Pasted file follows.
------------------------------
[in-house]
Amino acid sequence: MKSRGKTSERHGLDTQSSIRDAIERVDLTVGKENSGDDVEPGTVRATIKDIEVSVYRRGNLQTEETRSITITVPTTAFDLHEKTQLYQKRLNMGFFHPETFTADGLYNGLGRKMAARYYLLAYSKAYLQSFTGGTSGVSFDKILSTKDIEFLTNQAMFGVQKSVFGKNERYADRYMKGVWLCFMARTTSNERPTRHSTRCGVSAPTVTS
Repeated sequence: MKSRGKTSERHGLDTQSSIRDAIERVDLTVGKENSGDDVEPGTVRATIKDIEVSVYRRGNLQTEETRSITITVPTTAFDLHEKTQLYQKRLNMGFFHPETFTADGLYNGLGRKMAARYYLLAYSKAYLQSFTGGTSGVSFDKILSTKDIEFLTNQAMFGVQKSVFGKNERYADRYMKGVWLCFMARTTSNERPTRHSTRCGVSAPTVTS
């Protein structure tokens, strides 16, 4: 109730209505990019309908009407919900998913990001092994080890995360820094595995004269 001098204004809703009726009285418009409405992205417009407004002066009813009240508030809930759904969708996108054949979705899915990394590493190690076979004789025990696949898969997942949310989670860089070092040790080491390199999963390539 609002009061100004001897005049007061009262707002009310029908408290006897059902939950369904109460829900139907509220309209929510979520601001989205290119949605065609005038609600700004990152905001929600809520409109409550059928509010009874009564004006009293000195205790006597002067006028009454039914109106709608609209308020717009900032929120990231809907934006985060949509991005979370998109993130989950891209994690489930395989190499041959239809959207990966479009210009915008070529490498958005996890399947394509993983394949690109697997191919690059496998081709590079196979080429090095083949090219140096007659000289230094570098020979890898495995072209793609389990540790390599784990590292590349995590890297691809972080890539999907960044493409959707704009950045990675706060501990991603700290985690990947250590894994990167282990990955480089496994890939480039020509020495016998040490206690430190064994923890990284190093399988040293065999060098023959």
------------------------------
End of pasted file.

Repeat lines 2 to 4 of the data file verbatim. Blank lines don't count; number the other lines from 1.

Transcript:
Amino acid sequence: MKSRGKTSERHGLDTQSSIRDAIERVDLTVGKENSGDDVEPGTVRATIKDIEVSVYRRGNLQTEETRSITITVPTTAFDLHEKTQLYQKRLNMGFFHPETFTADGLYNGLGRKMAARYYLLAYSKAYLQSFTGGTSGVSFDKILSTKDIEFLTNQAMFGVQKSVFGKNERYADRYMKGVWLCFMARTTSNERPTRHSTRCGVSAPTVTS
Repeated sequence: MKSRGKTSERHGLDTQSSIRDAIERVDLTVGKENSGDDVEPGTVRATIKDIEVSVYRRGNLQTEETRSITITVPTTAFDLHEKTQLYQKRLNMGFFHPETFTADGLYNGLGRKMAARYYLLAYSKAYLQSFTGGTSGVSFDKILSTKDIEFLTNQAMFGVQKSVFGKNERYADRYMKGVWLCFMARTTSNERPTRHSTRCGVSAPTVTS
């Protein structure tokens, strides 16, 4: 109730209505990019309908009407919900998913990001092994080890995360820094595995004269 001098204004809703009726009285418009409405992205417009407004002066009813009240508030809930759904969708996108054949979705899915990394590493190690076979004789025990696949898969997942949310989670860089070092040790080491390199999963390539 609002009061100004001897005049007061009262707002009310029908408290006897059902939950369904109460829900139907509220309209929510979520601001989205290119949605065609005038609600700004990152905001929600809520409109409550059928509010009874009564004006009293000195205790006597002067006028009454039914109106709608609209308020717009900032929120990231809907934006985060949509991005979370998109993130989950891209994690489930395989190499041959239809959207990966479009210009915008070529490498958005996890399947394509993983394949690109697997191919690059496998081709590079196979080429090095083949090219140096007659000289230094570098020979890898495995072209793609389990540790390599784990590292590349995590890297691809972080890539999907960044493409959707704009950045990675706060501990991603700290985690990947250590894994990167282990990955480089496994890939480039020509020495016998040490206690430190064994923890990284190093399988040293065999060098023959």